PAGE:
Rotten Egg Odor

Compaction - not enough air (anaerobic)

Turn the pile so that it can breathe. Add top soil to top of pile

Slow composting

Materials compacted

Mix small particles with larger pieces

Slow composting

Particles too large

Reduce particle size to improve heat retention in pile

Slow composting

Pile lacks nitrogen

Mix in green materials such as grass clippings, kitchen scraps, manure

Slow composting

Pile lacks oxygen

Turn to aerate

Slow composting

Pile too dry

Water more frequently until a squeezed handful feels like a wet damp sponge.

Slow composting

Pile too small

Build larger, balanced, aerated pile

Too Wet

Poor drainage, too much rain, or a lack of air.

Move the pile to a location where there is proper drainage. Add dry leaves. Turn the pile to circulate air and remove the lid to allow evaporation.

Warm only in the middle of the pile.

Cold weather might have slowed composting

The pile naturally slows down during cold weather.  It will heat up again in warmer weather.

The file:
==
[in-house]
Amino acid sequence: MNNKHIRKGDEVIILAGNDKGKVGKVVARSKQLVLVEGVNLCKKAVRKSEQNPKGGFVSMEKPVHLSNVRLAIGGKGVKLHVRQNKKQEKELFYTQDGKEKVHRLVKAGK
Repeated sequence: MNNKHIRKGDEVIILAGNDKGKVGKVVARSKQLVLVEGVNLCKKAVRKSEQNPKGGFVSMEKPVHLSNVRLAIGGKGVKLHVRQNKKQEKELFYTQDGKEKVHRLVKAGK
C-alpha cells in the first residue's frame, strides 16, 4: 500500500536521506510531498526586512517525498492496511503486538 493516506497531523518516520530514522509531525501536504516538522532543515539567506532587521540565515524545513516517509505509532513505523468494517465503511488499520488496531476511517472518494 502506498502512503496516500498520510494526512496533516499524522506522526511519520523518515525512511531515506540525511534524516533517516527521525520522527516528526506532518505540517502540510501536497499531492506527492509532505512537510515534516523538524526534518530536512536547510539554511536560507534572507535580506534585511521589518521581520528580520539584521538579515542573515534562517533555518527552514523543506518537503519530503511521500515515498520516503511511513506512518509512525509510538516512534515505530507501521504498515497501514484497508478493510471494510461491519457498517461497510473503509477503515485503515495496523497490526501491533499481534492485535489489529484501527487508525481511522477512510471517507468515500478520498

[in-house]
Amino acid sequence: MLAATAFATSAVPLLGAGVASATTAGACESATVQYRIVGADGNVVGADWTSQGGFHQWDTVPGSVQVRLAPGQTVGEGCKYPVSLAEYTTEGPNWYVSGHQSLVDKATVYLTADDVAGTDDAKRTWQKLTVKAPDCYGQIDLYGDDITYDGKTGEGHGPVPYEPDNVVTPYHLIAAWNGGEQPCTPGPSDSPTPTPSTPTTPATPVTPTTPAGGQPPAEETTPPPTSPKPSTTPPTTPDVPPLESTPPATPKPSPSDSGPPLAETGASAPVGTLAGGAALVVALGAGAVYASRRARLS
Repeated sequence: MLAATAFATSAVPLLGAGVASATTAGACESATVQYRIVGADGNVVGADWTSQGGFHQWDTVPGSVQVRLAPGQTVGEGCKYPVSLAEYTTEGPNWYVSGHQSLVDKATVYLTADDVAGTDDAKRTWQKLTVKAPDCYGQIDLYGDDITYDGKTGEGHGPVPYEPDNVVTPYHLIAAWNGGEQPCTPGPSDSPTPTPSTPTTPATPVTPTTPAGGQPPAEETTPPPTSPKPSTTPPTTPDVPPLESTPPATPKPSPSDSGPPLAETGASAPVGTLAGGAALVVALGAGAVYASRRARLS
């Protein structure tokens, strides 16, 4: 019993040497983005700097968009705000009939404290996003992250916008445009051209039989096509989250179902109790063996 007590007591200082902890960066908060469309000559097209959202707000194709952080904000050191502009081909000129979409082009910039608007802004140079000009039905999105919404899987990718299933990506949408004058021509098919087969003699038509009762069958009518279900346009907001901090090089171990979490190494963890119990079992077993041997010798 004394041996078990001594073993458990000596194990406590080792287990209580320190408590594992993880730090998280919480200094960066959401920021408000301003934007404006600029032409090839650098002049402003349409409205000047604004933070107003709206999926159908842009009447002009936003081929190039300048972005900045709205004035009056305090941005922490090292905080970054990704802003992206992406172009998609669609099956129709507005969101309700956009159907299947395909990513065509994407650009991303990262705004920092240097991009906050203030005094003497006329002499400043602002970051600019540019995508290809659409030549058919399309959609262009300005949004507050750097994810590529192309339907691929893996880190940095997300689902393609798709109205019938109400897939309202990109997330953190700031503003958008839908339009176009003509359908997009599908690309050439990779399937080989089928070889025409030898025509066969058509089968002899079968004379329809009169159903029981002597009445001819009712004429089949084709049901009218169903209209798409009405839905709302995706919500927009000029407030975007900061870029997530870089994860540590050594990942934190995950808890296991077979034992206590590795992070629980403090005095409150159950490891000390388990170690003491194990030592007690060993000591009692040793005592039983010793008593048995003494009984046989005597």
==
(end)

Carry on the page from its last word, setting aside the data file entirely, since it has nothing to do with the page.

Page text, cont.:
Warm only in the middle of the pile.

Pile is too small.

If you are only composting in piles, make sure your pile is at least 3 feet high and 3 feet wide. With a bin, the pile doesn't need to be so large.


Joy Blooms . . . Compost It!

Everything you ever wanted to know about composting:  Let's get Started   
Basic How-To    Tip & Tricks
    FAQ     Build a Bin     What's In?     Brown & Green    
Now What?     What's went Wrong    Unusual Compost Items      Say It Ain't So     



Joy Blooms . . . in the garden!

Gardening in Lubbock    Month-by-Month   Out Door Projects    Butterfly Gardens     It's for the Birds    Gardening Lessons from Daddy       
        Compost It!     Gardening Tips /Design     Veggies Anyone?    Gardening Links       Seed/Bulb Resources  My Garden Photo Albums